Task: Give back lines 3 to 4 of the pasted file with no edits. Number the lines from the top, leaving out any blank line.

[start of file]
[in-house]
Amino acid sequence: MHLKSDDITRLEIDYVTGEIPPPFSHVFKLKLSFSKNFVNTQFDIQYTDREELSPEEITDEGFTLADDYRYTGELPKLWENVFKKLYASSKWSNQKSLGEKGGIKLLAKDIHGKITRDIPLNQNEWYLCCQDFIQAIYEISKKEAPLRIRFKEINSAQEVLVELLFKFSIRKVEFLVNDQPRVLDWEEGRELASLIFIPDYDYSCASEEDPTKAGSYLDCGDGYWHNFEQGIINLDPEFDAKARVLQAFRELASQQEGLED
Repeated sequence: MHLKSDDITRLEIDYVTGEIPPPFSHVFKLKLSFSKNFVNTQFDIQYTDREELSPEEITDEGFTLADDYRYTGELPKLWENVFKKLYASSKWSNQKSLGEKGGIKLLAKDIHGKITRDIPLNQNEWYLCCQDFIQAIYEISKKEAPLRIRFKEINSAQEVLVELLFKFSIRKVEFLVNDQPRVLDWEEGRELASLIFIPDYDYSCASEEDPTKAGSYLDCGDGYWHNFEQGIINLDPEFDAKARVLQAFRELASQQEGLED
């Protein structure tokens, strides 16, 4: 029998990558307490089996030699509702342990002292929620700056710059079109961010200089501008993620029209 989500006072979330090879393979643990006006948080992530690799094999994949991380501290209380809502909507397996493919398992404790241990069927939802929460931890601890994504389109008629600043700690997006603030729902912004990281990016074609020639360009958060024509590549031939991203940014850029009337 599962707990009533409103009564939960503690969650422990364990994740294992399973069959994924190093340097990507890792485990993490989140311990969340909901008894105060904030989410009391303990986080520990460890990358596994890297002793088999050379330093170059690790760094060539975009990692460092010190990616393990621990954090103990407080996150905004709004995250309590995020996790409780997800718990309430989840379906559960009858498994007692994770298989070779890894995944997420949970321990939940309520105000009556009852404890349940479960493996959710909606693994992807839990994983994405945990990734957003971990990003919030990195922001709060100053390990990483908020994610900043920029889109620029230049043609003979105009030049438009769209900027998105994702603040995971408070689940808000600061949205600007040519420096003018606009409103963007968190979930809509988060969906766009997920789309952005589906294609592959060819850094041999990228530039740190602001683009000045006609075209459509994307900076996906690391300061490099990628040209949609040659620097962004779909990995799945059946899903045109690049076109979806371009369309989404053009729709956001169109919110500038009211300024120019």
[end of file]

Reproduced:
Repeated sequence: MHLKSDDITRLEIDYVTGEIPPPFSHVFKLKLSFSKNFVNTQFDIQYTDREELSPEEITDEGFTLADDYRYTGELPKLWENVFKKLYASSKWSNQKSLGEKGGIKLLAKDIHGKITRDIPLNQNEWYLCCQDFIQAIYEISKKEAPLRIRFKEINSAQEVLVELLFKFSIRKVEFLVNDQPRVLDWEEGRELASLIFIPDYDYSCASEEDPTKAGSYLDCGDGYWHNFEQGIINLDPEFDAKARVLQAFRELASQQEGLED
């Protein structure tokens, strides 16, 4: 029998990558307490089996030699509702342990002292929620700056710059079109961010200089501008993620029209 989500006072979330090879393979643990006006948080992530690799094999994949991380501290209380809502909507397996493919398992404790241990069927939802929460931890601890994504389109008629600043700690997006603030729902912004990281990016074609020639360009958060024509590549031939991203940014850029009337 599962707990009533409103009564939960503690969650422990364990994740294992399973069959994924190093340097990507890792485990993490989140311990969340909901008894105060904030989410009391303990986080520990460890990358596994890297002793088999050379330093170059690790760094060539975009990692460092010190990616393990621990954090103990407080996150905004709004995250309590995020996790409780997800718990309430989840379906559960009858498994007692994770298989070779890894995944997420949970321990939940309520105000009556009852404890349940479960493996959710909606693994992807839990994983994405945990990734957003971990990003919030990195922001709060100053390990990483908020994610900043920029889109620029230049043609003979105009030049438009769209900027998105994702603040995971408070689940808000600061949205600007040519420096003018606009409103963007968190979930809509988060969906766009997920789309952005589906294609592959060819850094041999990228530039740190602001683009000045006609075209459509994307900076996906690391300061490099990628040209949609040659620097962004779909990995799945059946899903045109690049076109979806371009369309989404053009729709956001169109919110500038009211300024120019």